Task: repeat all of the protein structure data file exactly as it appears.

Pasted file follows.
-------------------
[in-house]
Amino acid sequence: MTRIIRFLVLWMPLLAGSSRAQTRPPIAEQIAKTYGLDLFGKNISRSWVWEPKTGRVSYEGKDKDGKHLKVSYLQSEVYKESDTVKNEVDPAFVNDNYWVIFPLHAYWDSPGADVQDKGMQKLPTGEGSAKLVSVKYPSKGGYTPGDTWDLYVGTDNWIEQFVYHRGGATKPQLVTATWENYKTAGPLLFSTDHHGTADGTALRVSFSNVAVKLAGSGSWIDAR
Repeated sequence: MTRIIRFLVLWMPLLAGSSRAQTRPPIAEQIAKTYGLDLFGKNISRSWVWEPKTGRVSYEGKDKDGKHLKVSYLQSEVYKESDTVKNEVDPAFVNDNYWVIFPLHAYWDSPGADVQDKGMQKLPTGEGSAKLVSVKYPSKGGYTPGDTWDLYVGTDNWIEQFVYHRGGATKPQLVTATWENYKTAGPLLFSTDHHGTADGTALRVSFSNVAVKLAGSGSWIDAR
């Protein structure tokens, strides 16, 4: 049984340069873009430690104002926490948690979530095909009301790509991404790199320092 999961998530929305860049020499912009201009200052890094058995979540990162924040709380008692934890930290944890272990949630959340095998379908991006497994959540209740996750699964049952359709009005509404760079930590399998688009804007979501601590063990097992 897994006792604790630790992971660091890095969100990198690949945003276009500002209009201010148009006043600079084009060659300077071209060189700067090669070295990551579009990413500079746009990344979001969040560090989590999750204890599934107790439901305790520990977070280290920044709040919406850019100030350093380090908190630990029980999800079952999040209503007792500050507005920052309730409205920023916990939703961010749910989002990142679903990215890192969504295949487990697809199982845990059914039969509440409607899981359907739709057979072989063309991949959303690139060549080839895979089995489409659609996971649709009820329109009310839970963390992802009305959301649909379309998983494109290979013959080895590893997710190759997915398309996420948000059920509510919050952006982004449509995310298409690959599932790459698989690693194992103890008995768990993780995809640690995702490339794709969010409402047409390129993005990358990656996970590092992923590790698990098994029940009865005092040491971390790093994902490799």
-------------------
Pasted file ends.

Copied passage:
[in-house]
Amino acid sequence: MTRIIRFLVLWMPLLAGSSRAQTRPPIAEQIAKTYGLDLFGKNISRSWVWEPKTGRVSYEGKDKDGKHLKVSYLQSEVYKESDTVKNEVDPAFVNDNYWVIFPLHAYWDSPGADVQDKGMQKLPTGEGSAKLVSVKYPSKGGYTPGDTWDLYVGTDNWIEQFVYHRGGATKPQLVTATWENYKTAGPLLFSTDHHGTADGTALRVSFSNVAVKLAGSGSWIDAR
Repeated sequence: MTRIIRFLVLWMPLLAGSSRAQTRPPIAEQIAKTYGLDLFGKNISRSWVWEPKTGRVSYEGKDKDGKHLKVSYLQSEVYKESDTVKNEVDPAFVNDNYWVIFPLHAYWDSPGADVQDKGMQKLPTGEGSAKLVSVKYPSKGGYTPGDTWDLYVGTDNWIEQFVYHRGGATKPQLVTATWENYKTAGPLLFSTDHHGTADGTALRVSFSNVAVKLAGSGSWIDAR
């Protein structure tokens, strides 16, 4: 049984340069873009430690104002926490948690979530095909009301790509991404790199320092 999961998530929305860049020499912009201009200052890094058995979540990162924040709380008692934890930290944890272990949630959340095998379908991006497994959540209740996750699964049952359709009005509404760079930590399998688009804007979501601590063990097992 897994006792604790630790992971660091890095969100990198690949945003276009500002209009201010148009006043600079084009060659300077071209060189700067090669070295990551579009990413500079746009990344979001969040560090989590999750204890599934107790439901305790520990977070280290920044709040919406850019100030350093380090908190630990029980999800079952999040209503007792500050507005920052309730409205920023916990939703961010749910989002990142679903990215890192969504295949487990697809199982845990059914039969509440409607899981359907739709057979072989063309991949959303690139060549080839895979089995489409659609996971649709009820329109009310839970963390992802009305959301649909379309998983494109290979013959080895590893997710190759997915398309996420948000059920509510919050952006982004449509995310298409690959599932790459698989690693194992103890008995768990993780995809640690995702490339794709969010409402047409390129993005990358990656996970590092992923590790698990098994029940009865005092040491971390790093994902490799």